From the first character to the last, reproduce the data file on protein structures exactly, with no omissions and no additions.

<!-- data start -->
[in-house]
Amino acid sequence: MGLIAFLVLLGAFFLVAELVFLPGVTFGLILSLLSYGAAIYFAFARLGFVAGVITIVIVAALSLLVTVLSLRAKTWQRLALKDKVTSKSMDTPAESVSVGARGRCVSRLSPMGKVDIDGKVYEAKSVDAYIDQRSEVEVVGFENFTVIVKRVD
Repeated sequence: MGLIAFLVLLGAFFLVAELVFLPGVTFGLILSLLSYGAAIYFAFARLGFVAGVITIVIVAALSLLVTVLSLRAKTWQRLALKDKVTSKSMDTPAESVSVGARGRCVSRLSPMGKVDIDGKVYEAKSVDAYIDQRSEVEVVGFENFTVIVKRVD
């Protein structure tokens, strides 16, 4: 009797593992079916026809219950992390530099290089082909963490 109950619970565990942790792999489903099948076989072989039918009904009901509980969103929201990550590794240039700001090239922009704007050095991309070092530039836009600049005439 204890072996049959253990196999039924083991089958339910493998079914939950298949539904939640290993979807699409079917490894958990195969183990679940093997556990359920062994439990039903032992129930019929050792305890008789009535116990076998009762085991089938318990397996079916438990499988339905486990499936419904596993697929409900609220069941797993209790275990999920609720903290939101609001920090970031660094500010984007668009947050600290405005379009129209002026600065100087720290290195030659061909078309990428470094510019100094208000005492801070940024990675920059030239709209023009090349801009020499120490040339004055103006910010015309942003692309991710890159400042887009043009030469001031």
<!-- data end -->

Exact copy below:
[in-house]
Amino acid sequence: MGLIAFLVLLGAFFLVAELVFLPGVTFGLILSLLSYGAAIYFAFARLGFVAGVITIVIVAALSLLVTVLSLRAKTWQRLALKDKVTSKSMDTPAESVSVGARGRCVSRLSPMGKVDIDGKVYEAKSVDAYIDQRSEVEVVGFENFTVIVKRVD
Repeated sequence: MGLIAFLVLLGAFFLVAELVFLPGVTFGLILSLLSYGAAIYFAFARLGFVAGVITIVIVAALSLLVTVLSLRAKTWQRLALKDKVTSKSMDTPAESVSVGARGRCVSRLSPMGKVDIDGKVYEAKSVDAYIDQRSEVEVVGFENFTVIVKRVD
């Protein structure tokens, strides 16, 4: 009797593992079916026809219950992390530099290089082909963490 109950619970565990942790792999489903099948076989072989039918009904009901509980969103929201990550590794240039700001090239922009704007050095991309070092530039836009600049005439 204890072996049959253990196999039924083991089958339910493998079914939950298949539904939640290993979807699409079917490894958990195969183990679940093997556990359920062994439990039903032992129930019929050792305890008789009535116990076998009762085991089938318990397996079916438990499988339905486990499936419904596993697929409900609220069941797993209790275990999920609720903290939101609001920090970031660094500010984007668009947050600290405005379009129209002026600065100087720290290195030659061909078309990428470094510019100094208000005492801070940024990675920059030239709209023009090349801009020499120490040339004055103006910010015309942003692309991710890159400042887009043009030469001031």